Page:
Google is aiming to get SMEs to start using big data analytics tools even as recent trends show even the most elite of businesses are struggling to make sense of the vast swathes of data being collected.
Google's UK enterprise manager Roger De'Ath told V3 he saw big data as an area of expansion for the firm. "I think it's a massive opportunity for us. In the enterprise space there's a lot of unanswered questions with data analytics because a lot of the systems they do have are set up for a definitive purpose and to break out of that purpose is too costly and expensive, so they have a big challenge there," he said.
Google announced on Wednesday that 44 percent of FTSE 100 companies are making use of its enterprise suite, which includes its back-end cloud and analytics services as well as its customer-facing Apps suite, which includes Drive, Gmail and Google+.
De'Ath said he believes Google is well placed to make an impact on the big data analytics scene with its less well-known BigQuery big data analytics platform.
"I think it's a massively exciting area," he said. "Everything we do is at web scale – big data scale – and our whole message around our new cloud platform service is that we're opening up the services Google has built and run for its own services internally."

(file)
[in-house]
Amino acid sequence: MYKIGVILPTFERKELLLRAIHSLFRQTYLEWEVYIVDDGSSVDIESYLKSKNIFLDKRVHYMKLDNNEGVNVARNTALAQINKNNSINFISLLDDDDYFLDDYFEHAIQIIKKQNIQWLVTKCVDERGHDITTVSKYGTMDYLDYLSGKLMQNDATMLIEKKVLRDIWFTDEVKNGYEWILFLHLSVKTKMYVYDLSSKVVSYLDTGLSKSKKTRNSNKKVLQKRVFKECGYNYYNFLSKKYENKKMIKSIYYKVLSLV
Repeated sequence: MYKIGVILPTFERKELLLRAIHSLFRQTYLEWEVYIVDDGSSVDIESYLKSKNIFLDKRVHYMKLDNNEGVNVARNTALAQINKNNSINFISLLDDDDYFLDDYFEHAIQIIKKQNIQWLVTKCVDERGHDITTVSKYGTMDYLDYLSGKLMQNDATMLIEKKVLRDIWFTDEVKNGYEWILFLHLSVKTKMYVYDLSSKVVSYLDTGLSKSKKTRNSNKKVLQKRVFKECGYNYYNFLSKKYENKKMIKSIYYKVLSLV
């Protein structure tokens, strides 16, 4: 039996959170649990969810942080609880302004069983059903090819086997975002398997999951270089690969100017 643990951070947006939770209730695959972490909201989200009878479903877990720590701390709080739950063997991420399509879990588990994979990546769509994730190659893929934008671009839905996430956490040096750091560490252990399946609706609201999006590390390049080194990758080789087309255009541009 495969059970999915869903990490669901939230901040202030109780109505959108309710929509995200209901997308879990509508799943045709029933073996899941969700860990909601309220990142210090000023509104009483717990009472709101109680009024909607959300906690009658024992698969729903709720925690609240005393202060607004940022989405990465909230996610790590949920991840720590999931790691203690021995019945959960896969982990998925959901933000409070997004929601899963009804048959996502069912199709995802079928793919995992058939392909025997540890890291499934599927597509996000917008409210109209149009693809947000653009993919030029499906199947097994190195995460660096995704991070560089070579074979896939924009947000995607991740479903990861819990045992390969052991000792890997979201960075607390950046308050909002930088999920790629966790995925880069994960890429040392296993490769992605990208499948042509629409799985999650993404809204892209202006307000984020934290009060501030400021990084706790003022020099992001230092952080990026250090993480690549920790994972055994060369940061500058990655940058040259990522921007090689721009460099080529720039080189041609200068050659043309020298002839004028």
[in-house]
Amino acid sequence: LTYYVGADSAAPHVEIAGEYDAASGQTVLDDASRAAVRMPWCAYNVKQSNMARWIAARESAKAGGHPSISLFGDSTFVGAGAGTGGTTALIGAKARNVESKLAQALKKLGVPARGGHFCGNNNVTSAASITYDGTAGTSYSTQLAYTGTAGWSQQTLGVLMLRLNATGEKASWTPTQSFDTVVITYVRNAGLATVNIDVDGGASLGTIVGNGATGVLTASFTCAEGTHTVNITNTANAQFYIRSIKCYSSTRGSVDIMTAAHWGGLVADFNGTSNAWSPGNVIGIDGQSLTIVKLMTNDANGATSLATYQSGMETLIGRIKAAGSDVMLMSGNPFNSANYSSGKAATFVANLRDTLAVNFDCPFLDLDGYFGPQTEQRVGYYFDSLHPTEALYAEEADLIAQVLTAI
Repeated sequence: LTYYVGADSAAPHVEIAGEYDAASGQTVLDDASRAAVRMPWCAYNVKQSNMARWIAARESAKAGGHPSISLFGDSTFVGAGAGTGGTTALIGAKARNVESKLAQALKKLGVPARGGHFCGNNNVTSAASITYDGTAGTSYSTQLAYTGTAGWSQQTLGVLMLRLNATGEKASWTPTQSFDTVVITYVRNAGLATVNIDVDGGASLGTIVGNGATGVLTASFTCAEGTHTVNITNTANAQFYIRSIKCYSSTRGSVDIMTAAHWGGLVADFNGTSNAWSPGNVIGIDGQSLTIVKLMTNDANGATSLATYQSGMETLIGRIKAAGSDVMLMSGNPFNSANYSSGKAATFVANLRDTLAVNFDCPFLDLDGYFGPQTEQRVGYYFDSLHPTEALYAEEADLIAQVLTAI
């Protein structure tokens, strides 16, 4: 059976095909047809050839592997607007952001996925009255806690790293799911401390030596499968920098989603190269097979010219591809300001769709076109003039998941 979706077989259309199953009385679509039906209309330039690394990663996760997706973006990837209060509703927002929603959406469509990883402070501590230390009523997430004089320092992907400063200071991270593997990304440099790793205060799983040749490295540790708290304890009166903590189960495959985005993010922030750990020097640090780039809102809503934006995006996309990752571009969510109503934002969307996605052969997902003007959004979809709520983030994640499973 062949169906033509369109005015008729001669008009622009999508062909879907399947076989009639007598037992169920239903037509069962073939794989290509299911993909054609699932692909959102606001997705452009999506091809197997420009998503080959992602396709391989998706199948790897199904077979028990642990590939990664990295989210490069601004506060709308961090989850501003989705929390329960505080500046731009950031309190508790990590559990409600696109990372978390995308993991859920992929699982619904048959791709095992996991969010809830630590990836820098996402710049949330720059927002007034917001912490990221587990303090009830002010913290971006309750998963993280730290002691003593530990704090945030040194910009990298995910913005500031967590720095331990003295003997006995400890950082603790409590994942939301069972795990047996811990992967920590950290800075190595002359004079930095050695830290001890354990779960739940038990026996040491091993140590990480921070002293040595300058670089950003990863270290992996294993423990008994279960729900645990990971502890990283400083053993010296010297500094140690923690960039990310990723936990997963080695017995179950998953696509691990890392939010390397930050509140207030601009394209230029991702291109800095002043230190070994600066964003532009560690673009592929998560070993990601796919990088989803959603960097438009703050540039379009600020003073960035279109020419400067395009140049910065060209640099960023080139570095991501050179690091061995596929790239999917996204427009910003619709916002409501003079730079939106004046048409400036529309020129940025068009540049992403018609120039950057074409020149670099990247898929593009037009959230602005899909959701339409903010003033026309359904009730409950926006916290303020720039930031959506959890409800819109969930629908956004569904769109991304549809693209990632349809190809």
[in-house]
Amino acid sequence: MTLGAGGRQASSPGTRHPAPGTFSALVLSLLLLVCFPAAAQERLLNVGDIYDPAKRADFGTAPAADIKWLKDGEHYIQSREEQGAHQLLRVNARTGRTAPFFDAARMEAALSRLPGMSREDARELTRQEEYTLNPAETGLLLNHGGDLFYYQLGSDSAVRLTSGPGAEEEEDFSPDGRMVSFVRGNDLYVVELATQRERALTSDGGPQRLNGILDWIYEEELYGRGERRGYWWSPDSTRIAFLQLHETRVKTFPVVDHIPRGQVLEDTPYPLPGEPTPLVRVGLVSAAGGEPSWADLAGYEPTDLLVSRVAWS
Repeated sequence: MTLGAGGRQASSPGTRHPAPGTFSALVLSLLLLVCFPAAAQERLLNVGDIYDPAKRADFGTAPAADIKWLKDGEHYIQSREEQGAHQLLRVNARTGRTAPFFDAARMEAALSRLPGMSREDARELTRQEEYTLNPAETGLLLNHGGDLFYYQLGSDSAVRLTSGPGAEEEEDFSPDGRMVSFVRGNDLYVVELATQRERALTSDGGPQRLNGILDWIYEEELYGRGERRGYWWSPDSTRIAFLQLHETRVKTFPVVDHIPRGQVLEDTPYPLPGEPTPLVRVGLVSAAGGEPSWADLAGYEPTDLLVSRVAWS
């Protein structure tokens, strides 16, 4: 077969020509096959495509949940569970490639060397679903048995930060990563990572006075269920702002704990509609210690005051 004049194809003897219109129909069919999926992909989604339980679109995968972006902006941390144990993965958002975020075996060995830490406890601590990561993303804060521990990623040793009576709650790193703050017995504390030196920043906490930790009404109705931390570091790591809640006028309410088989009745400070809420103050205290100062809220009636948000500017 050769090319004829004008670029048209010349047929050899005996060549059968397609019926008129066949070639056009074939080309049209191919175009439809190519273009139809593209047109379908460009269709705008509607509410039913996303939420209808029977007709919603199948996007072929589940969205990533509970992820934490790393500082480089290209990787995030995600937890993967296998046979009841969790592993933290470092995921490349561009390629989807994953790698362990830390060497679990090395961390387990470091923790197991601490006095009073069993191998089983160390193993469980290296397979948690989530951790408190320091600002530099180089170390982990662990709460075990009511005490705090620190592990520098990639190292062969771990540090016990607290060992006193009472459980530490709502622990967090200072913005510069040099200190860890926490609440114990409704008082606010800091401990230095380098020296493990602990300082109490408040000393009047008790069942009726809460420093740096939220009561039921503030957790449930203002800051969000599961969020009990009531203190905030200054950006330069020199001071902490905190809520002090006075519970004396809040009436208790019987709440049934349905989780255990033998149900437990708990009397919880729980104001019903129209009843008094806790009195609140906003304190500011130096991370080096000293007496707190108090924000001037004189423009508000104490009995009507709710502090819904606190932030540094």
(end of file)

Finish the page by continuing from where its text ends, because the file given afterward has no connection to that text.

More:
De'Ath added that smaller businesses not currently making use of cloud products risk "falling even further behind" if they fail to take advantage of trends such as big data analytics.
A report last week highlighted this fact, suggesting very few – if any at all – small and medium-sized businesses are making any use of big data whatsoever. Even huge corporations such as McDonald's have agreed that managing and making sense of their data is a huge challenge.
Both employees and CIOs should feel the pressure to adapt, De'Ath insisted. "I think what we're seeing is an accelerated trend of disruption," he said. "The expectations of the employee coming in are different from what businesses are used to. Businesses need to be thinking about adopting more flexible ways of working, adopting bring your own device.
"I think there is a changing role of the CIO within organisations trying to focus more on business values instead of focusing on keeping the lights on."
Google maintains a steady flow of high-profile businesses endorsing its cloud products, although in recent months both its Apps and search services have both suffered high-profile outages, highlighting both the positive and negative consequences of committing to off-premise services, especially ones that are heavily used by hundreds of millions of users worldwide.
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